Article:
Review on Asus VG 259 QM gaming track

Review on Asus VG 259 QM gaming track

The new Asus VG 259 QM gaming monitor from the TUF gambling VG display series features a 245 inch full HD IPS panel having an ultra-fast refresh rate over lockable to an astounding 280 Hertz. It’s NVIDIA G-SYNC harmonious, which practically eliminates ghosting and tearing for a sharp and fluid gaming experience. It also sports and incredibly quick on millisecond response time, as a result of Asus intense low motion blur sync technologies and its own display HDR 400 certified.

The intel uhd graphics is a complete gaming beast and does a much better job than its 27-inch counterpart. But all that is not to say that this monitor is perfect. It requires this type of refinement here and there, but not in how you would expect. If you are always switching tasks, this is something to mess around with, such as moving from gaining to articles consumption. The OSD itself is not bad; things are somewhat logically laid out, but if you wish to change a profile that is where you’ll get annoyed.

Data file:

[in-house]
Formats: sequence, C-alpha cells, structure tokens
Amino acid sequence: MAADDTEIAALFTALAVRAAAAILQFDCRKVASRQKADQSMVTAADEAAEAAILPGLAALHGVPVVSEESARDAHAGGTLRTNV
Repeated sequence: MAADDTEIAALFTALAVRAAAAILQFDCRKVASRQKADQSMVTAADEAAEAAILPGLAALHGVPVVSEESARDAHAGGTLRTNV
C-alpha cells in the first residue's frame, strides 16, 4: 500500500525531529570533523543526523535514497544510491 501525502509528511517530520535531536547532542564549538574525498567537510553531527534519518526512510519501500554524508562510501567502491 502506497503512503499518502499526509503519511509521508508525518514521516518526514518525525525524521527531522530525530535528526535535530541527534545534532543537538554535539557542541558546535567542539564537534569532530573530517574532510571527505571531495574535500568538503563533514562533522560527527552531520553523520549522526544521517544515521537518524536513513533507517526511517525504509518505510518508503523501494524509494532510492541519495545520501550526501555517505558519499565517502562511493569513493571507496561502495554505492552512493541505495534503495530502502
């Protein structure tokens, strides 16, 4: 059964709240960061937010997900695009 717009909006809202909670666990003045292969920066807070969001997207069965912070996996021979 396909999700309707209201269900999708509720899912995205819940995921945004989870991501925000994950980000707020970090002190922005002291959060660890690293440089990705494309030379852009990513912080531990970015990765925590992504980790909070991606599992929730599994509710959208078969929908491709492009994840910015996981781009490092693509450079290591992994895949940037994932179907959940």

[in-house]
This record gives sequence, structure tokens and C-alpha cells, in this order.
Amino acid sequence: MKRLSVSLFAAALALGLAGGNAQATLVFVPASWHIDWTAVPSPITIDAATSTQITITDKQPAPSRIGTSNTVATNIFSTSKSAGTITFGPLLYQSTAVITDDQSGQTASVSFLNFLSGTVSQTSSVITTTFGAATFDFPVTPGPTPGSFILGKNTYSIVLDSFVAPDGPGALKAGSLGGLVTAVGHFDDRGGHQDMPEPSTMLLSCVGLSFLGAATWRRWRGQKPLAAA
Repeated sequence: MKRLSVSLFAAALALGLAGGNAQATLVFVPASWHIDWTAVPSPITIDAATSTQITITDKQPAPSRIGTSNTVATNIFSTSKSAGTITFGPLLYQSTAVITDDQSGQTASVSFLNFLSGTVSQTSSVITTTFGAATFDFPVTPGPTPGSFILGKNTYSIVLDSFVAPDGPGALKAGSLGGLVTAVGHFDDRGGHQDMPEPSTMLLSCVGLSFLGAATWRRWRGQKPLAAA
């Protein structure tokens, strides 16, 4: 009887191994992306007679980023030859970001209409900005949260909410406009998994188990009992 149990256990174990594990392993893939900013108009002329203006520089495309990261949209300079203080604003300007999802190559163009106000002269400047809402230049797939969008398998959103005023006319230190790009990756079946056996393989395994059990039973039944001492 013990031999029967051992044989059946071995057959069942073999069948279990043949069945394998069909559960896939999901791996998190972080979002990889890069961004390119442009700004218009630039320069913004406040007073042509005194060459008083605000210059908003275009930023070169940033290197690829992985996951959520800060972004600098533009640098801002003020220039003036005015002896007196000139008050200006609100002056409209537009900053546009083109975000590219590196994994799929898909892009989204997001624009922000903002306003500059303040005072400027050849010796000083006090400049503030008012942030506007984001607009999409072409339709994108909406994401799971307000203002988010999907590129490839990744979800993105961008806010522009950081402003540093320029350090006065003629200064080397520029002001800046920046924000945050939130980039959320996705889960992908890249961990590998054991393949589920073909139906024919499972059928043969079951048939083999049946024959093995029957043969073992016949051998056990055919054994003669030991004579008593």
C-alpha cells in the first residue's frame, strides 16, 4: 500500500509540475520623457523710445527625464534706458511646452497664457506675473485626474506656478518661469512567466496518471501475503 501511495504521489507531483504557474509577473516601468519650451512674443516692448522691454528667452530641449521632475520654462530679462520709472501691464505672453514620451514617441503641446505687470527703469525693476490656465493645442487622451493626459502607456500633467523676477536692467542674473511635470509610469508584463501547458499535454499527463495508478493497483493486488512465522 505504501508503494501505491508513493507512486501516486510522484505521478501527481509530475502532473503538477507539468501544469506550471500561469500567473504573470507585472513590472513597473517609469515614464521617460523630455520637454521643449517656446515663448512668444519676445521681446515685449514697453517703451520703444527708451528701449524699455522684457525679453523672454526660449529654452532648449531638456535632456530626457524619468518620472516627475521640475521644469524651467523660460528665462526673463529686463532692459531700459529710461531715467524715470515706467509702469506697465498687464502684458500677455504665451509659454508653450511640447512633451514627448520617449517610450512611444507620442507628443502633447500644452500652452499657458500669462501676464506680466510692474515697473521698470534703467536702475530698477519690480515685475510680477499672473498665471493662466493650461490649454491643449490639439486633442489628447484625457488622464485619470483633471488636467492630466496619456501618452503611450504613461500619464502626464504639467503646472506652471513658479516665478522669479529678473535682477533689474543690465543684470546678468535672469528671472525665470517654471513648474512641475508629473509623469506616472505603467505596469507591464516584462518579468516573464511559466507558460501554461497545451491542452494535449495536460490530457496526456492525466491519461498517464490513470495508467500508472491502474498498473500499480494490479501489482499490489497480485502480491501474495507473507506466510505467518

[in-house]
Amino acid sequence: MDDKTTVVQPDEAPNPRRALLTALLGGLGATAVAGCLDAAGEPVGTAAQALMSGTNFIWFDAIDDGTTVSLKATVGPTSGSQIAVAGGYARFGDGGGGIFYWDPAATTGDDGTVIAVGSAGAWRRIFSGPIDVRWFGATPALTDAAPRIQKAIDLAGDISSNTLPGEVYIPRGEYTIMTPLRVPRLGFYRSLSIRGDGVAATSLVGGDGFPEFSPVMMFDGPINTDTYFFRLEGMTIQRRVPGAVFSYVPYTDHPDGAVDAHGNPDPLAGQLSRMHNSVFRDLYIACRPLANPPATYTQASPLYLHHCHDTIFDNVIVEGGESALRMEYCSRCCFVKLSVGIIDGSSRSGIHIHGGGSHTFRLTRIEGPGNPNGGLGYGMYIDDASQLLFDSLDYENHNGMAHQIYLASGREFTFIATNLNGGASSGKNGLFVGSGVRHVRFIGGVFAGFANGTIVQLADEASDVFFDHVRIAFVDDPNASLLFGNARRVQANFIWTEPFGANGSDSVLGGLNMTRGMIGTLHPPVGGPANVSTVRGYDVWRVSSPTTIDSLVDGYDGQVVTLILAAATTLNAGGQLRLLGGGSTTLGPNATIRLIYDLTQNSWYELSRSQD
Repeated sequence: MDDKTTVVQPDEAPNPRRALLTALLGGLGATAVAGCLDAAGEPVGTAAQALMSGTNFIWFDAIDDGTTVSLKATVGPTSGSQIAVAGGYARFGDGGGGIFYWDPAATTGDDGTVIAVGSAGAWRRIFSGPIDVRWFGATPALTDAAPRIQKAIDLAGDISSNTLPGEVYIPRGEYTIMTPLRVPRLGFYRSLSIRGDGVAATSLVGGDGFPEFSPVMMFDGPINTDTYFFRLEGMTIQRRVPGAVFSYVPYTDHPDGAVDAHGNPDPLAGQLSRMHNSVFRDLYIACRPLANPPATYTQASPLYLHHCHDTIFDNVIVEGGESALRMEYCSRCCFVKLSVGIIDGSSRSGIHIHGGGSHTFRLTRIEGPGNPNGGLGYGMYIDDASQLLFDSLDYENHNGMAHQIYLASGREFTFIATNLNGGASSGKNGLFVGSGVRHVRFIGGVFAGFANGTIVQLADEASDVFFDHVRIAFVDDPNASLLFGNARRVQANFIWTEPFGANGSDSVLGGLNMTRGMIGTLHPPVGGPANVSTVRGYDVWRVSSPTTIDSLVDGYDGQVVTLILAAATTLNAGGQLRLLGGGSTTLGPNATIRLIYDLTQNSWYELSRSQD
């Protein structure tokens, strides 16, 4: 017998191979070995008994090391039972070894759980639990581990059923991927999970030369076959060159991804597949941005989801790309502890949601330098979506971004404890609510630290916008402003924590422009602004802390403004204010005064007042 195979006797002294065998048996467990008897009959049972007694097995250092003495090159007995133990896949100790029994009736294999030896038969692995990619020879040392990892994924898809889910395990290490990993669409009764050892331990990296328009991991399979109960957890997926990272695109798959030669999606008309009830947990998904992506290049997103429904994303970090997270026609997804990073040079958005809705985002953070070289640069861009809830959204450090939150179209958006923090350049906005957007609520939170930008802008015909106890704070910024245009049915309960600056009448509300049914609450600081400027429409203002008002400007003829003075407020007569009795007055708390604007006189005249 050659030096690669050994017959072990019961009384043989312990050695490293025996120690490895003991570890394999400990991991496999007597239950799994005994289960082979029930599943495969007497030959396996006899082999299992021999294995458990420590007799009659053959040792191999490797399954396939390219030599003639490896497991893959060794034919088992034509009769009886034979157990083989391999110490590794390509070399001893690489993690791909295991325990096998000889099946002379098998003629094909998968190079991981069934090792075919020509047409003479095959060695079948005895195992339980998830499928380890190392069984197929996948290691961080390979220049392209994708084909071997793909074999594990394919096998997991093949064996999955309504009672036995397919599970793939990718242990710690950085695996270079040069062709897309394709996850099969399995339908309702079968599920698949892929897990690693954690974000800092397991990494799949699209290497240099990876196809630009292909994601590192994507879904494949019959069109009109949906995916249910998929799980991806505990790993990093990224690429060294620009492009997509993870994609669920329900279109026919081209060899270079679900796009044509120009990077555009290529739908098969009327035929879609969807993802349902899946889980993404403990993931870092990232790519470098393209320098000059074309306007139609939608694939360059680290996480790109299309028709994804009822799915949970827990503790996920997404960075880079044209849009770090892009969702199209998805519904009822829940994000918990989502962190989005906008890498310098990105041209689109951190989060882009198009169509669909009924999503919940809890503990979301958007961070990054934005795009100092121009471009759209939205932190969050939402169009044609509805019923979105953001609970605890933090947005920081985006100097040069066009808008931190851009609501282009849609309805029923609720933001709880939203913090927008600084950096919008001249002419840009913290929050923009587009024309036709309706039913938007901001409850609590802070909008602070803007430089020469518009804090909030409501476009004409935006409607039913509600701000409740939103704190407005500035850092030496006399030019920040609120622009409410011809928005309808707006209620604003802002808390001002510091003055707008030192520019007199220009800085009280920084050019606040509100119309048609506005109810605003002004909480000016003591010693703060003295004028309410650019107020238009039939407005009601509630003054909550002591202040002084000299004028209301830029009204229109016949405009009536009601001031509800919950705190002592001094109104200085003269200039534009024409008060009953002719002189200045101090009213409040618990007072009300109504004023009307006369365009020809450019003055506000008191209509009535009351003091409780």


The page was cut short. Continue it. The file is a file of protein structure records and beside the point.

You can set two shortcuts to some of the OSD functions, such as as a means to easily change profiles, but just like the 27-inch model, you also can’t get any of the profiles made via the shortcut. To do that, you may have to open the full OSD, then go down to my favourite app, select customize settings, select the setting you stored your profile, and then load it. A reputable manufacturer does a much better job in this aspect than Asus; nonetheless, that’s where this monitor’s negative ends.

The techmoiga verdict on the VG 259 QM is in the price point of $330. In case you don’t mind always fiddling around with all the OSD button sot switch profiles, then go right ahead and buy it. The functionality it offers is not just mad for its price, but it’s the best thing. You will find far more monitors to come, but as it stands right now, it’s a complete monitor of a celebrity, and it won’t destroy your wallet.

ATX is sometimes overlooked, therefore that your choices and motherboards and cases may be limited, but it’s a great option if you need a smaller system while still maintaining some room to proceed. Mini ITX is popular for super compact assembles, but those can be harder for novices since there’s less space to work with, and naturally, there’s limited room to grow as well. There are pros and cons to all three sizes, but after you chose which is right for you, make sure you receive an ATX motherboard to get an ATX case.

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